|Annual Budget For 2015-2016||Michigan Resident Undergraduate||Non-Resident Undergraduate|
|Tuition & Fees||$10,970||$17,562|
|Room & Board*||$9,434||$9,434|
|* Residence Hall w/ meal plan
** You will not be billed for these expenses
Less Than Full-Time Enrollment
The Financial Aid Office initially awards each student as if they are going to be enrolled full time (12 credit hours for undergraduate students, 9 credit hours for graduate level, 6 credit hours for DCCL students). In the interest of reducing student loan debt, after the fourth class day of each semester, the Financial Aid Office will re-evaluate each student's enrollment status and will reduce the tuition and book elements of the Cost of Attendance for students who are enrolled less than full-time.
Tuition: The Financial Aid Office will review the Cost of Attendance each semester. We will multiply the number of actual credit hours by the per credit hour tuition rate. This calculation should match exactly what your tuition charges are for each semester.
Books: To determine the estimated amount of book charges, we will use a percentage formula as follows:
Three-quarter time (75%) = $335
Half-time (50%)= $222
Less Than Half-time (25%) = $112
Federal regulations state that you may not receive more financial aid than your Cost of Attendance. If you have a private alternative loan or Parent or Graduate PLUS Loan based on a full-time Cost of Attendance, and you are less than full time when the drop and add period is complete, your loans are subject to reduction to ensure that your aid does not exceed your Cost of Attendance. This adjustment may result in a change to either your account balance due or your financial aid refund.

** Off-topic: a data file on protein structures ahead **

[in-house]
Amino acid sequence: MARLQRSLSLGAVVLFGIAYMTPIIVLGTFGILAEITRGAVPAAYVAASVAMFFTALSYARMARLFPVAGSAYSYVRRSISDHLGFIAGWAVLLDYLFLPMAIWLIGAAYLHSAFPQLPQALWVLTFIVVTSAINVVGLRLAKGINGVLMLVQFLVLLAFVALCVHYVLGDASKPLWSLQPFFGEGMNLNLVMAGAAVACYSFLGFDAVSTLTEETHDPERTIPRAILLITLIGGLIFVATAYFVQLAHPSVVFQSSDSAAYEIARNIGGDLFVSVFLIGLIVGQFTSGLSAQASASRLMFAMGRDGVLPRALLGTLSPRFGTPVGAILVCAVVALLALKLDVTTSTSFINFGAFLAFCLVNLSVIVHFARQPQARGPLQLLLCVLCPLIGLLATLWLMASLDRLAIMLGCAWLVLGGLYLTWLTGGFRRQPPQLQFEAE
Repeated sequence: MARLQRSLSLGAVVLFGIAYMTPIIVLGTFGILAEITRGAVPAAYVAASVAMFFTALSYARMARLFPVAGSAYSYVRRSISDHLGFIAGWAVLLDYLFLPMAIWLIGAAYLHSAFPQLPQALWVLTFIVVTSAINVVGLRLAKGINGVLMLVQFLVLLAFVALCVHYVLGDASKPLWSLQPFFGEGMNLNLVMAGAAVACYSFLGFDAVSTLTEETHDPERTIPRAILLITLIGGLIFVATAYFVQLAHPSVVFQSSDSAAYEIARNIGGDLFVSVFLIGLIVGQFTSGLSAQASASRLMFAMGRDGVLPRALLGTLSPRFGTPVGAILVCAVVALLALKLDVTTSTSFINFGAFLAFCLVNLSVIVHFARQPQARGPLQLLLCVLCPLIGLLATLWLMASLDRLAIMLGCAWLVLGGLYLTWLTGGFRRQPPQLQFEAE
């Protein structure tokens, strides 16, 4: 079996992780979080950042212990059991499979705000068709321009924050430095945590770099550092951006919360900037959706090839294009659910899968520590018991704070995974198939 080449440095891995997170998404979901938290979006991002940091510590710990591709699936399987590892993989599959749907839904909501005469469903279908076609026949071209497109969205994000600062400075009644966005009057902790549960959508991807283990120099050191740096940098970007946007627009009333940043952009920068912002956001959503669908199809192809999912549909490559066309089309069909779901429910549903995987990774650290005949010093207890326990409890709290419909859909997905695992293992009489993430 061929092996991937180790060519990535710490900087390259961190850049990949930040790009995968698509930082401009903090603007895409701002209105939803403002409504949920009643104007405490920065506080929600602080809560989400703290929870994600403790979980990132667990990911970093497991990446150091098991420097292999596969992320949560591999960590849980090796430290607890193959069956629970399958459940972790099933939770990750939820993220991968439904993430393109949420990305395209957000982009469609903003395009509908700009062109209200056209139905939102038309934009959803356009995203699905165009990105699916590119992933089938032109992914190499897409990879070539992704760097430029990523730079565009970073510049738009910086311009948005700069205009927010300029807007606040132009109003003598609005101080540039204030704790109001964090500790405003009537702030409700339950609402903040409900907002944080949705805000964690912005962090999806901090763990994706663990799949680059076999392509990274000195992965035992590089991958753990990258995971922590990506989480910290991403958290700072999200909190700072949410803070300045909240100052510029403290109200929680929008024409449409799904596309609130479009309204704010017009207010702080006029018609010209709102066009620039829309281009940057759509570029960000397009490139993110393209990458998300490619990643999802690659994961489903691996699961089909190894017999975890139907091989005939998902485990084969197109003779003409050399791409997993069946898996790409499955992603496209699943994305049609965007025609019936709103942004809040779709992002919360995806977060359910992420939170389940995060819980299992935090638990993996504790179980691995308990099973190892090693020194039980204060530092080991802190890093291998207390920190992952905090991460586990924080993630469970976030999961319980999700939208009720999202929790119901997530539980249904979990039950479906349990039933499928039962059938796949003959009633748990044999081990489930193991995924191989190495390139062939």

Billing and Payments
The Student Financial Services office will set up a billing account for each student. Charges and credits for each semester will be added to the student account as they are received. For example, when the student pays an enrollment deposit, it is reflected on their student billing account. When the student registers for classes, the tuition charges are added to the billing account. If the student signs a housing contract to live on campus and purchase a meal plan, room and board charges will be added to the student billing account. Personal expenses and transportation estimates discussed in the Cost of Attendance section above are not billed to the student account.
Once a student has accepted his or her financial aid award offer and completed other requirements such as Direct Loan Entrance Counseling and a Master Promissory Note, financial aid will be reflected on the student billing account as "authorized or memoed aid". Financial aid is not applied to the student account until the second week of each semester – after the "drop and add" class registration period has expired.
If the student does not have sufficient financial aid to cover the charges on their billing account, they will be billed for the difference. If the student has excess financial aid, then Student Financial Services will refund the excess aid to the student. This typically occurs approximately two weeks after the beginning of each semester, provided the student enrolls and completes all of their financial aid requirements timely.